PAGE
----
This book explores the earliest beginnings of the Black Woman in this country. No Weapon Formed uses history and current events as a backdrop, but also spotlights voices of real women who discuss their personal experiences and struggles as Black Women in America. Most importantly, No Weapon Formed offers a powerful guide which can be used to help achieve mental and physical healing in a way that is intimate and real for you.
“If we look at the path and pattern that have led Black women to this point, it is abundantly clear that the systemic patterns of dehumanization, devaluing and attempts to diminish our person have also created a toxic response that masks survival as strength. We deserve more. We deserve healing.”
Melissa Fox holds a Masters in Healthcare Administration from LSU and a BA in Communications from Rowan University. She has spent most of her 20+ year career working with mid-size and large community care organizations to reduce disparities and support individuals who have been historically and systemically disenfranchised. Melissa is a member of several boards which address the root causes of inequity, and is a board member of her local chapter of the NAACP as well as a proud member of Delta Sigma Theta Sorority, Inc.
Her life is filled with love from her three children, a wonderful husband of 21 years and a village of family members both near and far.
1. Why did you decide to write this book right now?
I decided to write this book now because Black Women are at a point where we’re ready to address the toll of being the “strong” Black Woman, and how it has affected us mentally and physically. We’re tired, and we’re ready to say “I refuse” and turn away from the historical patterns and expectations which have led us to this point. We need to heal, but with the complexities and demands of our reality, finding our way to healing isn’t going to be easy. As a matter of fact it’s going to require not only an individual effort, but our working together collectively as a sisterhood to undo the damage that has been done. No Weapon Formed provides not only the context for what got us to this point, but it also provides a structure we can follow to heal. Also, this country seems more open than it has ever been to conversations about how the Black Woman is not only an important contributor to the stability and success of our society, but to how that contribution has affected us mentally and physically. Unfortunately, there doesn’t seem to be a coordinated commitment to doing anything substantive about it, but the fertile ground is there for us to begin a path forward.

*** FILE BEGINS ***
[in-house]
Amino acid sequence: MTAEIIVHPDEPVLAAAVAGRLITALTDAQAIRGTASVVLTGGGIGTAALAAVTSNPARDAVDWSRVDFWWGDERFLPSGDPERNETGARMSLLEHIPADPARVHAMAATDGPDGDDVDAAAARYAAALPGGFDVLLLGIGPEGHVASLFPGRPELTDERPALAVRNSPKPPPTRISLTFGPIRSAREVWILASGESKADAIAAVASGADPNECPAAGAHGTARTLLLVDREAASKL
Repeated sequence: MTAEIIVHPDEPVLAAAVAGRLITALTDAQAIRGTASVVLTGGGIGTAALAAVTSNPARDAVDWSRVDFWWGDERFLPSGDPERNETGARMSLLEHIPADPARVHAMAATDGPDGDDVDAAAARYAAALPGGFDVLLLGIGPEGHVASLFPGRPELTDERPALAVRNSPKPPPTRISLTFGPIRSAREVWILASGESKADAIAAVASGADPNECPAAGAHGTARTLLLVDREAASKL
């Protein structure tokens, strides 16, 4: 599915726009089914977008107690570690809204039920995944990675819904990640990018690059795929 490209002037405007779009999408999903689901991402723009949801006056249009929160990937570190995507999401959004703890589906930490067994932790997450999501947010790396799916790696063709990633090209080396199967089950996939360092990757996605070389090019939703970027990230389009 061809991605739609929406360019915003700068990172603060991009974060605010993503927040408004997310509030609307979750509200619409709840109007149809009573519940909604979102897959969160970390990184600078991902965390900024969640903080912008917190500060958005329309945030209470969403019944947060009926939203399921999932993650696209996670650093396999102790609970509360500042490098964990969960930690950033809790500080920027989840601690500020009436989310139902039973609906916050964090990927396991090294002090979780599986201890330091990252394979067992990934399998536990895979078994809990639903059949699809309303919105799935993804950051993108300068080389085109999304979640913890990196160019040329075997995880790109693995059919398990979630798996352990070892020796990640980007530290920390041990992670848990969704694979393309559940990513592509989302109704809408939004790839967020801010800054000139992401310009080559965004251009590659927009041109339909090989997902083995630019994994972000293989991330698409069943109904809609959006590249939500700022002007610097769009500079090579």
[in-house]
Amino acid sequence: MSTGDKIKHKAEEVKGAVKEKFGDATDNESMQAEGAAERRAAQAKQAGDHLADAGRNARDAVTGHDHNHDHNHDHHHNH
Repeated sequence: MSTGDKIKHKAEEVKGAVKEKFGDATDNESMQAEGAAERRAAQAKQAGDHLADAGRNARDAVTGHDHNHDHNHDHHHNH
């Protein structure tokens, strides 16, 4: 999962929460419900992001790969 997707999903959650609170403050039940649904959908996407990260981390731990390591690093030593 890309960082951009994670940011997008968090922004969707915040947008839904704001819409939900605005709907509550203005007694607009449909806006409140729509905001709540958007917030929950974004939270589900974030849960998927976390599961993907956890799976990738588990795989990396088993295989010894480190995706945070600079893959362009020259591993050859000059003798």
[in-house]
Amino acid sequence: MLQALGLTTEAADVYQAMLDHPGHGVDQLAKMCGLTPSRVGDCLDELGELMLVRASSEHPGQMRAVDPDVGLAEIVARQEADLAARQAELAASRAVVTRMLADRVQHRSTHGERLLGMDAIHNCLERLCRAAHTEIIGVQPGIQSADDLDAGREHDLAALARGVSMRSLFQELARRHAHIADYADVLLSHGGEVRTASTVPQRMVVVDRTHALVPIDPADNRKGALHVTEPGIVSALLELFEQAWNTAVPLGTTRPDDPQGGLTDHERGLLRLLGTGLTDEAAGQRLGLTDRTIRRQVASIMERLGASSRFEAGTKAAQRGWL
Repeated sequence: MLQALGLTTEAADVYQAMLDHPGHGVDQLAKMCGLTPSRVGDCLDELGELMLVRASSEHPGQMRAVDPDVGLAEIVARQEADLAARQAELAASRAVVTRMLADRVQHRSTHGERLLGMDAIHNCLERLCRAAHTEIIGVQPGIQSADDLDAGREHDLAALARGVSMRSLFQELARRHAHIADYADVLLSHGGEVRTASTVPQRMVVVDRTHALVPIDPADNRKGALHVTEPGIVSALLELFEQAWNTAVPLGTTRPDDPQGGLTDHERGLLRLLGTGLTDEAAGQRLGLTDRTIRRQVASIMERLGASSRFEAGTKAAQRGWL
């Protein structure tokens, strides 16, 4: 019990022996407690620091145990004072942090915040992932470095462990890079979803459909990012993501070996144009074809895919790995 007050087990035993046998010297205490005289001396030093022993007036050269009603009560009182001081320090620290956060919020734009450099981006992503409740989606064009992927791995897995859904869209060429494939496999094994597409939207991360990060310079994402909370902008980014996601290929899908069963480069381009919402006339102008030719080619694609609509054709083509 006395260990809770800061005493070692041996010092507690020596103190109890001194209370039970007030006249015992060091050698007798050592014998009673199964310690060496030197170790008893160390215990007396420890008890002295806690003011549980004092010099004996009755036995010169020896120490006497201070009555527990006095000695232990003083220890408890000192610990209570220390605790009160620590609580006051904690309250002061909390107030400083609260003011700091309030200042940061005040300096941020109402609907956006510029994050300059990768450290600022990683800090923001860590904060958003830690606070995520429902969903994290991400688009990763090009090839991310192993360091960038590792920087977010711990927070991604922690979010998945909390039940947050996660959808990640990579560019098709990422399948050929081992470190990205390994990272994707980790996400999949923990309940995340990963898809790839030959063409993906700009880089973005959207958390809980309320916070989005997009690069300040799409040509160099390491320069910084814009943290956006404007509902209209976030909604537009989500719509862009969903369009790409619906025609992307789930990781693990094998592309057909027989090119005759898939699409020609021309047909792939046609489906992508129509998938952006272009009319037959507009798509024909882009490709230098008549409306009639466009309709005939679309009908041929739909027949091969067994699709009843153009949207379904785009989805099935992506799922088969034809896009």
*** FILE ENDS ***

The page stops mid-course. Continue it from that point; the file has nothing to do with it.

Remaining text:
2. Why did you choose the title “No Weapon Formed”?
The title came almost organically as I was doing research for the book. The statistics on the disparities related to Black Women were astounding: we’re more likely to have cardiovascular disease risk factors; we’re murdered at significantly higher rates; we’re less likely to receive radiation treatment for mastectomies; we’re more likely to die as a result of childbirth. The list went on and on. When I looked at all of these things that have been thrown at us, and yet we still stand and are the backbone of key institutions in our society, I was proud — but also angry. So when I thought about how we continue to persevere, and how we will eventually fight our way to a full healing, No Weapon Formed was the obvious title. It actually comes from Isaiah 54-17, which is a powerful scripture because it acknowledges that there WILL be weapons, but they will not triumph over you.